TOKYO (Reuters) - Japan Tobacco Inc said it expected a steeper decline in cigarette sales at home than previously estimated, after earlier reporting disappointing results, as more smokers quit or defect to “heat-not-burn” tobacco products.
Despite commanding over 60 percent of the cigarette market at home, Japan Tobacco has been caught on the wrong side of the rising popularity of heat-not-burn (HNB) alternatives and has lagged in the category in its own backyard versus global rival Philip Morris International Inc.
Quick to see that the number of smokers was shrinking in an era of increasing health awareness, Philip Morris started selling its IQOS HNB product, a tobacco vaping device, in Japan in 2014 and expanded nationwide in April last year.
But Japan Tobacco rolled out its Ploom Tech battery-powered smokeless tobacco product in central Tokyo only in July this year after production delays.
The company is now facing a double whammy - it is trying to increase the number of stores that sell Ploom Tech in a bid to catch up in the HNB space, which also includes British American Tobacco PLC’s (BAT) “glo” device, while battling a drop in domestic cigarette sales.
Japan Tobacco on Wednesday said it now expects to sell 92 billion cigarettes in Japan in 2017, down 13.4 percent from a year ago. That would be 1 billion less than what it had forecast in August and 4 billion below a projection at the start of year.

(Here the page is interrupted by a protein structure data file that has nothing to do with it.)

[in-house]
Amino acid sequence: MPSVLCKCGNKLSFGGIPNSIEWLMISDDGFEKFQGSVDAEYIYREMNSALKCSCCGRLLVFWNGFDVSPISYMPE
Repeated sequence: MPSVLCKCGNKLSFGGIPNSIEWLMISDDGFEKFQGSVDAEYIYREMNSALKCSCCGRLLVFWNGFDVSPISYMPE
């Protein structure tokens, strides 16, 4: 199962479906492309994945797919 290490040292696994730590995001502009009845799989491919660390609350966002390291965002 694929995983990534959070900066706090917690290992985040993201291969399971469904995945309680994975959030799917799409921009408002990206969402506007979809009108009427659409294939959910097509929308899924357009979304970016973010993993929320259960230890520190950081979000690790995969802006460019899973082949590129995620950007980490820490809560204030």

Cigarette sales have been hit as more smokers are quitting than the company had expected and there is also the negative impact of HNB products, Japan Tobacco’s executive vice president, Hideki Miyazaki, told reporters.
“When there are media reports of tax, some people think it’s time to quit,” he said, referring to recent reports that Japan was considering raising its tobacco tax.
The former state-monopoly saw its domestic cigarette sales drop 11.8 percent from a year ago in terms of volume over January to September. In September, the drop was 13.6 percent.
This drove down the company’s operating profit by 5 percent over the first nine months of the year to 469.7 billion yen ($4.12 billion), versus an estimate of 475.5 billion yen from five analysts polled by Thomson Reuters.
Its third-quarter profit, while higher than a year ago, also fell short of consensus.
On Ploom Tech, the company said it was selling the device at 500 stores in Tokyo as of Monday, 100 more than it initially planned. It started test-selling the product in New York and three other U.S. states in September.
“There is still an issue of production capacity but we are trying to manage that,” Miyazaki said.
Reporting by Taiga Uranaka; Editing by Himani Sarkar